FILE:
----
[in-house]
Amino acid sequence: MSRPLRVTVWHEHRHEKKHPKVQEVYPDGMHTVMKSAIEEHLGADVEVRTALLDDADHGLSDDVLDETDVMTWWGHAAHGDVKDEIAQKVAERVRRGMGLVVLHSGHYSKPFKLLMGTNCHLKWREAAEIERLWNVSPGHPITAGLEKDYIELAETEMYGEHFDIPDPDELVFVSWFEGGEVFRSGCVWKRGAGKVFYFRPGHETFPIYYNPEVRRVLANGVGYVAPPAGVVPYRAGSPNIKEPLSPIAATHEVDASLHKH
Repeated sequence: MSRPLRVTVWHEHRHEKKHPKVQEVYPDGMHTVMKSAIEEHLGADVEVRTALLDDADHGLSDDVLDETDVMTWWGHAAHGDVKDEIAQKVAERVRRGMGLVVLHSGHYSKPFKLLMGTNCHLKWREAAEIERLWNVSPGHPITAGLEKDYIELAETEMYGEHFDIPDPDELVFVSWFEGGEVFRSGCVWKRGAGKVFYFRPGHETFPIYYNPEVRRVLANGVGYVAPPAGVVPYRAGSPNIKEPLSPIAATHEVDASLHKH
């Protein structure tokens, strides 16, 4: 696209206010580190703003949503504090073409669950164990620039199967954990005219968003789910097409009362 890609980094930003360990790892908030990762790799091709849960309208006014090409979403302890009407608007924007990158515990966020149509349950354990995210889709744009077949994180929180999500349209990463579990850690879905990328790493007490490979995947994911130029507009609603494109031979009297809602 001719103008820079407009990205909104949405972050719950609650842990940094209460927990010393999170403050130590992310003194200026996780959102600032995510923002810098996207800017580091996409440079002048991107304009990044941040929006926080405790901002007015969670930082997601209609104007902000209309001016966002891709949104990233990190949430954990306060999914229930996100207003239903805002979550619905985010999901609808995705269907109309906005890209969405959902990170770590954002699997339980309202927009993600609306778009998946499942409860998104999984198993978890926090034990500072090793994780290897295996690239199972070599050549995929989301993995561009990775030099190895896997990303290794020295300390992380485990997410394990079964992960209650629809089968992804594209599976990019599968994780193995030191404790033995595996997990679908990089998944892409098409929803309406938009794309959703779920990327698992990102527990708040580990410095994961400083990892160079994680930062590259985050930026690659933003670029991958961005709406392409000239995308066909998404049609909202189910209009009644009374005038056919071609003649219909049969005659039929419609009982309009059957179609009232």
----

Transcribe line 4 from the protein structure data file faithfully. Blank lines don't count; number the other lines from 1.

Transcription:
């Protein structure tokens, strides 16, 4: 696209206010580190703003949503504090073409669950164990620039199967954990005219968003789910097409009362 890609980094930003360990790892908030990762790799091709849960309208006014090409979403302890009407608007924007990158515990966020149509349950354990995210889709744009077949994180929180999500349209990463579990850690879905990328790493007490490979995947994911130029507009609603494109031979009297809602 001719103008820079407009990205909104949405972050719950609650842990940094209460927990010393999170403050130590992310003194200026996780959102600032995510923002810098996207800017580091996409440079002048991107304009990044941040929006926080405790901002007015969670930082997601209609104007902000209309001016966002891709949104990233990190949430954990306060999914229930996100207003239903805002979550619905985010999901609808995705269907109309906005890209969405959902990170770590954002699997339980309202927009993600609306778009998946499942409860998104999984198993978890926090034990500072090793994780290897295996690239199972070599050549995929989301993995561009990775030099190895896997990303290794020295300390992380485990997410394990079964992960209650629809089968992804594209599976990019599968994780193995030191404790033995595996997990679908990089998944892409098409929803309406938009794309959703779920990327698992990102527990708040580990410095994961400083990892160079994680930062590259985050930026690659933003670029991958961005709406392409000239995308066909998404049609909202189910209009009644009374005038056919071609003649219909049969005659039929419609009982309009059957179609009232």